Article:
RIO GRANDE VALLEY, Texas (ValleyCentral) — As the U.S. Border Patrol struggles with migrants illegally crossing daily, there is still no word from the Biden administration on Title 42 and what will ultimately happen.

On May 20 a federal judge blocked Title 42 from being lifted on the border. Title 42 allows immigration officials to immediately send anyone who crosses illegally back, due to the public health order put in place for COVID-19 safety measures.

District Judge Robert R. Summerhays, a Trump appointee in Lafayette, ruled that the Biden administration had to keep Title 42 in place, at least for now. With all the uncertainty on the border, the one thing that does stay consistent is the flow of migrants crossing into the U.S. So far this fiscal year, 1,478,977 people have been found trying to illegally enter the U.S., according to CBP data.

In a ride-along with U.S. Border Patrol agents, ValleyCentral saw multiple groups cross and be caught by agents. In one group, an agent found a man hiding underneath a truck parked next to a flea market in Hidalgo, Texas. A common ​occurrence out on the border. All of it happening just feet away from everyday shoppers, oblivious to what was happening right next to them. “He was underneath the wheel well, it was hard to see him unless you went up close to him, but we got him,” said Agent Gregory Aldaya, assigned to the Rio Grande Valley sector.

The majority of the groups seen were single adult males. Throughout the day, there were only two females. Both of them, traveling in a group of men. In another group of 12, two men said they were coming to work. They already had jobs in construction lined up in Houston. “We were just coming to work, we climbed the wall and we’re disappointed that we were caught.” With the current Title 42 policy, he’ll be returned to his home country. 

There were 201,800 people encountered by U.S. Border Patrol agents along the southwest land border in the month of April, according to CBP.

An additional 32,288 people were encountered occurred by Office of Field Operations officers at border bridges, which is an increase of 183% compared to March. 71% of all southwest land border encounters were single adults, with 166,814 encounters in April, which represents a 2% decrease compared to March, CBP says.

96,908 people or 41% of total monthly encounters were deported under Title 42.

ValleyCentral received this statement from DHS on the Title 42 policy:

“As we have repeatedly stated, Title 42 is not an immigration authority, but a public health authority employed by the Centers for Disease Control and Prevention to protect against the spread of communicable disease, in this case, COVID-19. We will comply with the court’s order to continue enforcing the Centers for Disease Control and Prevention’s Title 42 Order as long as it remains in place. Meanwhile, DHS will continue to execute its comprehensive, whole-of-government plan to manage potential increases in the number of migrants encountered at our border. As part of this effort, DHS has established a Southwest Border Coordination Center to execute those plans. DHS will also increase personnel and resources as needed, and has already redeployed more than 600 additional law enforcement officers to the border.”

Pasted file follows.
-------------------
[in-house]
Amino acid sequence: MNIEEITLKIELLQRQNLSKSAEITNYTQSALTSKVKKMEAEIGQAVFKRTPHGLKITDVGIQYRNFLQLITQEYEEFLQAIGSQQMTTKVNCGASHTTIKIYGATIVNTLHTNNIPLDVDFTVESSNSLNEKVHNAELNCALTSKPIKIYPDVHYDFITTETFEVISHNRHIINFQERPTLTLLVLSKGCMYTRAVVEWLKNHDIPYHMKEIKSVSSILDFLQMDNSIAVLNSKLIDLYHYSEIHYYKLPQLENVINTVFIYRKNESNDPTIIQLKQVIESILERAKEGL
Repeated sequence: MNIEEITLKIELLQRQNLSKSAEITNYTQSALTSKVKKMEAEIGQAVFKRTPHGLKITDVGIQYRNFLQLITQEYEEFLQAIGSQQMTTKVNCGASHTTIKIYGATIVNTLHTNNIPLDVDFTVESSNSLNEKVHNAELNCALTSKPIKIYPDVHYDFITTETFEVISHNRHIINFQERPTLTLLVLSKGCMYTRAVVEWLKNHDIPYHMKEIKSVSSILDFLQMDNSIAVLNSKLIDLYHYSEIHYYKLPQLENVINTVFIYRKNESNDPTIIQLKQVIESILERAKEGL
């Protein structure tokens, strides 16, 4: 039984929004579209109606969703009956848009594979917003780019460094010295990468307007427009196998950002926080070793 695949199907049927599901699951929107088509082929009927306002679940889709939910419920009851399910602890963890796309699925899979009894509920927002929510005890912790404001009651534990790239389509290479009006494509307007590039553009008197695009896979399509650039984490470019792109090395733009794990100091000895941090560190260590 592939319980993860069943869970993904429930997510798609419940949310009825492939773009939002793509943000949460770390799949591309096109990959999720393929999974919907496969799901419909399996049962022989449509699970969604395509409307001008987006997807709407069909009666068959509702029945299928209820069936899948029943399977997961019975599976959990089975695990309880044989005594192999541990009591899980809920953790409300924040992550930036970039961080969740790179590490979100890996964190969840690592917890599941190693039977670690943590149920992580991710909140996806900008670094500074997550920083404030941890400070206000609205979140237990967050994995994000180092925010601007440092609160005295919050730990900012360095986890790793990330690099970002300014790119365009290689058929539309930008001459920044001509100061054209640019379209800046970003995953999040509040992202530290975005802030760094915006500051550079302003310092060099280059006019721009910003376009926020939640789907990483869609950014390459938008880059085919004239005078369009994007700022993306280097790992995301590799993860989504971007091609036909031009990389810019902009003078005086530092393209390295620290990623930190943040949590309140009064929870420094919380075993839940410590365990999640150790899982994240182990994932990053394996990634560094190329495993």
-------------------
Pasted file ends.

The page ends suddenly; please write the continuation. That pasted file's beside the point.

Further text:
U.S. Department of Homeland Security

For now, Border Patrol agents say the mission is the same. 

“We are ready. We are always surging resources and we’ve been there before, and we’ll continue to what we do and use all the resources available,” said Agent Aldaya.

More than 24,792 CBP employees have tested positive for COVID-19 with 67 deaths reported.

As the summer months approach, U.S. Border Patrol agents are preparing for yet another influx in crossings and migrant rescues.

“Every day we will continue to do the job,” said Agent Aldaya. It’s possible by the summer, Title 8 will be the primary policy being implemented on the border.

A CBP spokesman released this statement in relation to Title 8:

Under Title 8, those who attempt to enter the United States without authorization, and who are unable to establish a legal basis to remain in the United States (such as a valid asylum claim), will be quickly removed.  Individuals who have been removed are also subject to additional long-term consequences beyond removal from the United States, including bars to future immigration benefits. 

U.S. Customs and Border Protection

DHS has been executing a comprehensive strategy to secure our borders and rebuild our immigration system. DHS began planning last September and is leading the execution of a whole-of-government strategy to prepare for and manage any rise in noncitizen encounters.  

That includes: 1) surging resources, including personnel, transportation, medical support, and facilities; 2) increasing processing efficiency, while maintaining the integrity of our screening processes, in order to reduce strain on the border; 3) administering consequences for unlawful entry, including expedited removal and criminal prosecution; 4) bolstering the capacity of NGOs and coordinate with state, local and community partners; 5) targeting and disrupting transnational criminal organizations and human smugglers; and 6) deterring irregular migration south of our border, in partnership with other federal agencies and nations.